The sun by then had set or was about to set. I quickly got Kempy’s helmet off, poured water on his face, cleaned his nose and mouth and made him drink some water. He seemed partially awake but he had no situational awareness or what happened to him. It also looked as if he had suffered a compression fracture of his spine. I knocked out the charpoy legs, loaded Kempy still on the charpoy into the MI4 and we went back to Chabua, unmindful of the missing portion of the tail rotor, the MI4 juddering and shaking all the way. 45 minutes later, when we landed, there was a big crowd on the tarmac, including the Station Commander and my CO, late Jayaraman. The docs took charge of Kempy and I think he was flown to Calcutta, never saw him afterwards, for a long time.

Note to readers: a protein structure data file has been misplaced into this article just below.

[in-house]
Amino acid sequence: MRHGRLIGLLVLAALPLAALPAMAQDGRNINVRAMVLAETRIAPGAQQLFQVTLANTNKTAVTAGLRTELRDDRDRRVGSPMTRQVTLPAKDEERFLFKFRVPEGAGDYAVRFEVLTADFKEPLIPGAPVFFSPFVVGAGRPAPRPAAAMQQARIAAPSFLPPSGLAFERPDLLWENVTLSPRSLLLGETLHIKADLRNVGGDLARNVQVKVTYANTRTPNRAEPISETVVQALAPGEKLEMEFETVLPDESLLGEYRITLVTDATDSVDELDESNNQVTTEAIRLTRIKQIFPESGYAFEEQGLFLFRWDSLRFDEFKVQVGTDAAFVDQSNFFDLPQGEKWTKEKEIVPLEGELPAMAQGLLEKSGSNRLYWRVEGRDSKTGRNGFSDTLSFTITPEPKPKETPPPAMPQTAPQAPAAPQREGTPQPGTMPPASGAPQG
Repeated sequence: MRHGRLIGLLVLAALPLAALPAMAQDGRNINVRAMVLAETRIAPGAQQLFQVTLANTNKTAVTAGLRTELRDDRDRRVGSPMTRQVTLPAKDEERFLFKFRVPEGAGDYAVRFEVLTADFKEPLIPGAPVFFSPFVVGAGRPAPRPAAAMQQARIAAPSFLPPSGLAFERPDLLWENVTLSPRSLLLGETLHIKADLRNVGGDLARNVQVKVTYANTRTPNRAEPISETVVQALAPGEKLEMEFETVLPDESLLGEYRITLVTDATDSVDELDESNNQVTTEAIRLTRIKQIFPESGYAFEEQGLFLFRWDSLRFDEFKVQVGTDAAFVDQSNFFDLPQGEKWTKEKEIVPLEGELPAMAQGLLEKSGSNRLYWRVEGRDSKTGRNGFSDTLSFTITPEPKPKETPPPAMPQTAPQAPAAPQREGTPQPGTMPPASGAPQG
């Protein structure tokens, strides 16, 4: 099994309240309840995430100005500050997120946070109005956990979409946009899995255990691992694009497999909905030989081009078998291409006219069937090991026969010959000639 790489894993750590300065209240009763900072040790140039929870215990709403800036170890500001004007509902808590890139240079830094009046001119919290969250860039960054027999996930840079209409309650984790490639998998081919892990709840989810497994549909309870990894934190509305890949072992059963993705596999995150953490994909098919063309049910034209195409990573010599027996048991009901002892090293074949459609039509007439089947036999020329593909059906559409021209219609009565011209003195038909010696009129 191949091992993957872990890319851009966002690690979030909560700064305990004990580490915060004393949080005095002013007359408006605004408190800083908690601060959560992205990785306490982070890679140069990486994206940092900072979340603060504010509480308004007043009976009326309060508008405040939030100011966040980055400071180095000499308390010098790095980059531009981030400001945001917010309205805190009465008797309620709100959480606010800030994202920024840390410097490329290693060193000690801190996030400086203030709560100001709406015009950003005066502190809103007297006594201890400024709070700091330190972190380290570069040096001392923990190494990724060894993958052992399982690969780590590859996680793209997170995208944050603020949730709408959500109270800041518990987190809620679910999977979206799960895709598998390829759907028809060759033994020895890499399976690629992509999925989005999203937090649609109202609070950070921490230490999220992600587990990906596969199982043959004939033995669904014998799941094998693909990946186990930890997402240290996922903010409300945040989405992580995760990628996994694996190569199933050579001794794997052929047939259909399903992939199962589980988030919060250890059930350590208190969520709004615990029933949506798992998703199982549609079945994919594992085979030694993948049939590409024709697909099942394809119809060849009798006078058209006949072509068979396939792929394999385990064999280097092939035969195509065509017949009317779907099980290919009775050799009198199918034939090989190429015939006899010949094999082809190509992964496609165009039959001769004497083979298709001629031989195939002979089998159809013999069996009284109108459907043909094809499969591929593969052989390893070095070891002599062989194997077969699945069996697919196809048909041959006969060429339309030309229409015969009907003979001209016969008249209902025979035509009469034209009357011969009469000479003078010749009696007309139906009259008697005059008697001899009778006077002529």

The CO took me by the elbow and marched me to his jeep. Never said a word. He went straight to the bar, where Durga the ever smiling barman poured us both a large Rum with water, the favourite drink in Chabua. There were many others too in the bar. Jayaraman, took a sip and I think he could not control himself any more.